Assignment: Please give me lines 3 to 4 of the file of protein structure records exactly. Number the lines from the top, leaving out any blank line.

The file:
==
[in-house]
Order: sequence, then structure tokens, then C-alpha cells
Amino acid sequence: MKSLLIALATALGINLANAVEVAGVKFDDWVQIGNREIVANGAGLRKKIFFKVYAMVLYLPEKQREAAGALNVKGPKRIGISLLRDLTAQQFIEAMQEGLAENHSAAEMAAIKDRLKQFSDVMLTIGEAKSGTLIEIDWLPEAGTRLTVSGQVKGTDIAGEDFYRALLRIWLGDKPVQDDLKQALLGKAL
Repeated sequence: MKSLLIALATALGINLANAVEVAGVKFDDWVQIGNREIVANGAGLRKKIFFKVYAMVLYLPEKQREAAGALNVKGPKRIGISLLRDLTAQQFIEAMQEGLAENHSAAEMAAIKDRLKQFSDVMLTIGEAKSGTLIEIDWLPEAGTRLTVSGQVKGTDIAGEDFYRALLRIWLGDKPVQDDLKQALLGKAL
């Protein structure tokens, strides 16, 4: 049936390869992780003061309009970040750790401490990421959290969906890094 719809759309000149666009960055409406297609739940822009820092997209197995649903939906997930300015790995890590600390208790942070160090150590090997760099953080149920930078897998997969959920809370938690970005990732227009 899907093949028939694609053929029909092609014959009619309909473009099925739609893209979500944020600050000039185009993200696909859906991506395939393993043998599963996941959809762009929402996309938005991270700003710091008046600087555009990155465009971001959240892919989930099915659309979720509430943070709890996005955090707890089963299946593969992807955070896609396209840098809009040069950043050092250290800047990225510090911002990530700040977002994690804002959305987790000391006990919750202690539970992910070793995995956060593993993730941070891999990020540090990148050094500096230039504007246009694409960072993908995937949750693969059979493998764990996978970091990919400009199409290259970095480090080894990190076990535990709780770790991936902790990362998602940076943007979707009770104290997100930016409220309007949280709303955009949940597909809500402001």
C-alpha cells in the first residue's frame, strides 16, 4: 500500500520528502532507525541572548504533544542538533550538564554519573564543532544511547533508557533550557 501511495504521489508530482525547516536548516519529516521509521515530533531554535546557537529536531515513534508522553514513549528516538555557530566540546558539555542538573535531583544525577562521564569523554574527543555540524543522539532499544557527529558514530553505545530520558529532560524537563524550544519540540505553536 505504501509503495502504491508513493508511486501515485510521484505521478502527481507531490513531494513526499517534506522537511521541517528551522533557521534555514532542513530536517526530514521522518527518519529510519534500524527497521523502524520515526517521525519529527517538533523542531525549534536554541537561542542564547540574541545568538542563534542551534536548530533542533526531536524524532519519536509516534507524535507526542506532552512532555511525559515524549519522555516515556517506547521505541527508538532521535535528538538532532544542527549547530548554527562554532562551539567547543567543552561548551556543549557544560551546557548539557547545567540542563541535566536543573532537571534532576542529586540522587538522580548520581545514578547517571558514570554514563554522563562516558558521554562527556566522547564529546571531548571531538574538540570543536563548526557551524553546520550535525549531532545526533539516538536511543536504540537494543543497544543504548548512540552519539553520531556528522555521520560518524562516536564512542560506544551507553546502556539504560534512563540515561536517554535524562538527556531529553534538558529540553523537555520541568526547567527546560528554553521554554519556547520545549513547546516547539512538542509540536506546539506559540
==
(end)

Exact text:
Amino acid sequence: MKSLLIALATALGINLANAVEVAGVKFDDWVQIGNREIVANGAGLRKKIFFKVYAMVLYLPEKQREAAGALNVKGPKRIGISLLRDLTAQQFIEAMQEGLAENHSAAEMAAIKDRLKQFSDVMLTIGEAKSGTLIEIDWLPEAGTRLTVSGQVKGTDIAGEDFYRALLRIWLGDKPVQDDLKQALLGKAL
Repeated sequence: MKSLLIALATALGINLANAVEVAGVKFDDWVQIGNREIVANGAGLRKKIFFKVYAMVLYLPEKQREAAGALNVKGPKRIGISLLRDLTAQQFIEAMQEGLAENHSAAEMAAIKDRLKQFSDVMLTIGEAKSGTLIEIDWLPEAGTRLTVSGQVKGTDIAGEDFYRALLRIWLGDKPVQDDLKQALLGKAL